Carbohydrates = Stimulation. The adult world seems to be “low carb” obsessed these days, and probably many of us need to limit our carbohydrate intake. But children need carbohydrates for both growth in body mass and energy. And they need a steady diet of the carbohydrates of experience—stimulation from parents and other objects in their world—if their brains are to grow and function energetically. This means simple things like talking to the baby while you change a diaper, labeling objects for her and commenting on her attempts to signal or communicate: “Hey, that cry sounds like you’re hungry. How about a bottle?” These carbohydrates also include toys the child can manipulate. The eye-hand coordination involved in shaking a rattle, putting a ring on a pole or taking a toy cup in hand and pretending to drink all force the brain to develop new connections and strengthen old ones. For the energy to learn to adapt and cope, these everyday carbohydrates of experience are necessary.
Vitamins = Enrichment. Vitamins are often called supplements, and that is exactly what certain types of experiences are in relation to brain development: a supplement to what the child is receiving in routine daily care. Virtually anything you do for your young child that goes beyond what is necessary to keep him or her alive and growing reasonably can be considered an “experience” vitamin. At the top of my list would be reading aloud. Having your little one snuggle against you while you read a story is just as important for development as providing multivitamin drops. Other critical supplements are toys that challenge the child in problem solving and skill development. Any time you sit with your child and participate jointly in an activity he or she enjoys, you are providing an experience supplement. I also would place a high-quality early childhood program under the category of an experiential vitamin. Although such programs must also offer love, in addition to routine care that guarantees health and safety, they most assuredly supplement, and hopefully enrich, the care the child is already receiving. As the child responds to enrichment activities, new connections (called synapses) are formed in the brain, making the child more amenable to future stimulation and better able to organize thoughts and actions effectively.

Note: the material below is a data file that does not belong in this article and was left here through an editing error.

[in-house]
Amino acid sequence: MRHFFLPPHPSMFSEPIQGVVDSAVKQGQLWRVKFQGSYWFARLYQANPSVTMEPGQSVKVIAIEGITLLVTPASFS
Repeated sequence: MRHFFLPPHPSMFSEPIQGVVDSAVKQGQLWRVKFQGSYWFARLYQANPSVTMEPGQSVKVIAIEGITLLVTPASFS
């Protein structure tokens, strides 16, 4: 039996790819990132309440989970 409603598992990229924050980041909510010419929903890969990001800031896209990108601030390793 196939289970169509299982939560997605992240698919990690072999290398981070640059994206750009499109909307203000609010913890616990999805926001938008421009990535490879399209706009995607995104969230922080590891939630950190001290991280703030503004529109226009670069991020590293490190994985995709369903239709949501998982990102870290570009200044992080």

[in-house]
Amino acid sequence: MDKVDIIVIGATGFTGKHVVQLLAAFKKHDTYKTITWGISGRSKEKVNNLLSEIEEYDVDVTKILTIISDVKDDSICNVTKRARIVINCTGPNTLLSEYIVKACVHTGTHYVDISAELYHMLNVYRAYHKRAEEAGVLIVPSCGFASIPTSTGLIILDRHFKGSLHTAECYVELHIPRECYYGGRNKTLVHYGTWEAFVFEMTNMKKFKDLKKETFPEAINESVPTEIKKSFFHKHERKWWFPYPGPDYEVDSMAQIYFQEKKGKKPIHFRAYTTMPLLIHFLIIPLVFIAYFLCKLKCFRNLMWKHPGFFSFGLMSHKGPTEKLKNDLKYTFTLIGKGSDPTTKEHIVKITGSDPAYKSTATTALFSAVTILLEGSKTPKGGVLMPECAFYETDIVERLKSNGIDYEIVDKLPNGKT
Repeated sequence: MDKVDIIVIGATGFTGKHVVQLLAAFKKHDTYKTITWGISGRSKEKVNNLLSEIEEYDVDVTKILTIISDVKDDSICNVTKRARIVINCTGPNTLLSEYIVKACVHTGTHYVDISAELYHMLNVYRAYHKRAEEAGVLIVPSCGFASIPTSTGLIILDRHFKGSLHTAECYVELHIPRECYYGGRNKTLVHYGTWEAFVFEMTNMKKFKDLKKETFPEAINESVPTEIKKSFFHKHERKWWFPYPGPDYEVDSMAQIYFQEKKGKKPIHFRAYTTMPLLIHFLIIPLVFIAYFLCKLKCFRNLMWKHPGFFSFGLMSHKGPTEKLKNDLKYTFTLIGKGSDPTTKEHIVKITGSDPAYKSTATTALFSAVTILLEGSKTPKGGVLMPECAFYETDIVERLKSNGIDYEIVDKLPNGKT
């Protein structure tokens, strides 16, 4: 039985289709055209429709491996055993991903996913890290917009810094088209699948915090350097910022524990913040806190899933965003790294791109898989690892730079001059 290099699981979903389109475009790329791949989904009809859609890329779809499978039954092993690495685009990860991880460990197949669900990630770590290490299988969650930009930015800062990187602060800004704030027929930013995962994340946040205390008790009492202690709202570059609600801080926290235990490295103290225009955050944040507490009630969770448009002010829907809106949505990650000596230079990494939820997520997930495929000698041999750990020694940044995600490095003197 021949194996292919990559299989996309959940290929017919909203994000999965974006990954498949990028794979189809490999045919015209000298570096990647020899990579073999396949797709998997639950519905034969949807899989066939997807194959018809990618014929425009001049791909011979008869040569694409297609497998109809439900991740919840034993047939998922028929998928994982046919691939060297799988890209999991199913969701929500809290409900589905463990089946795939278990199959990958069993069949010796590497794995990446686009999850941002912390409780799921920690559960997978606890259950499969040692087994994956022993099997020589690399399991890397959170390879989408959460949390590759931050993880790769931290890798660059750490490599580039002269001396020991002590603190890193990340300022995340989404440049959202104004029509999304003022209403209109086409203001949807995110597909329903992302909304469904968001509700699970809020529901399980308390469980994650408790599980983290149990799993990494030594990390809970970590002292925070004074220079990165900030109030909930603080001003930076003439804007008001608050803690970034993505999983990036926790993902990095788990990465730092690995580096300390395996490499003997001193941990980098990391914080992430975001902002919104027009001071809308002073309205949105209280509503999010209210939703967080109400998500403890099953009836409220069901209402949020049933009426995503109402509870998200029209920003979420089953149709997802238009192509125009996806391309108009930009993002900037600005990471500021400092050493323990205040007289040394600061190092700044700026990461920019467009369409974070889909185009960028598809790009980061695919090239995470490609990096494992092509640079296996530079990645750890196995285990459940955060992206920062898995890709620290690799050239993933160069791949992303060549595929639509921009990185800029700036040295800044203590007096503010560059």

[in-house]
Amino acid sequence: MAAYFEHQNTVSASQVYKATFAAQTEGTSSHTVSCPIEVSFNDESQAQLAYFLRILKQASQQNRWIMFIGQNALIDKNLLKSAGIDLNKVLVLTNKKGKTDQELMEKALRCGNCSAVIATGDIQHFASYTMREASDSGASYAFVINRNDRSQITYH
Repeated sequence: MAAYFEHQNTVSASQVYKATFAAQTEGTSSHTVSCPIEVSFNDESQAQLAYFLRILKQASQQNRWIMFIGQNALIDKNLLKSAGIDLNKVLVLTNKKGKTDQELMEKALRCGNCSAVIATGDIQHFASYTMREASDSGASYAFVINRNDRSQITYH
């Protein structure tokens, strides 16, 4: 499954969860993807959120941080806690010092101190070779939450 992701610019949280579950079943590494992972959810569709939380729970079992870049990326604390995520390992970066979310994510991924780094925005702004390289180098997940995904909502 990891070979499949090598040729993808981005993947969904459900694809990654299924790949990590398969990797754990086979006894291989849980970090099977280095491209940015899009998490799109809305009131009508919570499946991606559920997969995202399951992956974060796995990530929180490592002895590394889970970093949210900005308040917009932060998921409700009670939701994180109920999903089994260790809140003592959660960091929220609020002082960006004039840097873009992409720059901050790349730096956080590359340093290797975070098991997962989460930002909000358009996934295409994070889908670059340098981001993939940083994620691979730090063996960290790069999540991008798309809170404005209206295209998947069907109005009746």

Fats = Discipline. Originally I used the word “abuse” as the experiential equivalent of fat in the diet. After all, adults are constantly cautioned to limit fat intake, so I thought I needed a strong word. At the same time, nutritionists now remind us that there are “good fats” and “bad fats” and urge us to use them selectively. As I couldn’t imagine any sort of “good abuse,” I softened the word to “discipline”—experiences that corrects maladaptive behavior likely to create difficulties and unhappiness for the growing child. Negative discipline is the perfect example of an experiential “bad fat.” In this category I include neglect, harsh and extreme punishment, abuse and dysfunctional family life. But discipline, if not all negative or too severe, can be considered the equivalent of good fat. If used with love and compassion, if more likely to consist of deprivation of privileges than physical action, and if offered with new information about what is appropriate behavior, discipline can serve as a “good fat” in the child’s behavioral world. However, when the only type of discipline served in his daily diet of experience is severe and frequent punishment, this will serve to “freeze” brain development and inhibit further learning and development.
So here we have four essential nutrients that feed the brain—love, stimulation, enrichment and discipline. Hearty servings of the first three, and an appropriate intake of the last, are what our children need to nourish their brains. If they are to lead happy and productive lives, a well-nourished brain is crucial.
Dr. Bettye M. Caldwell Ph.D. Professor of Pediatrics in Child Development and Education
Parenting advice is given as a suggestion only. We recommend you also consult your healthcare provider.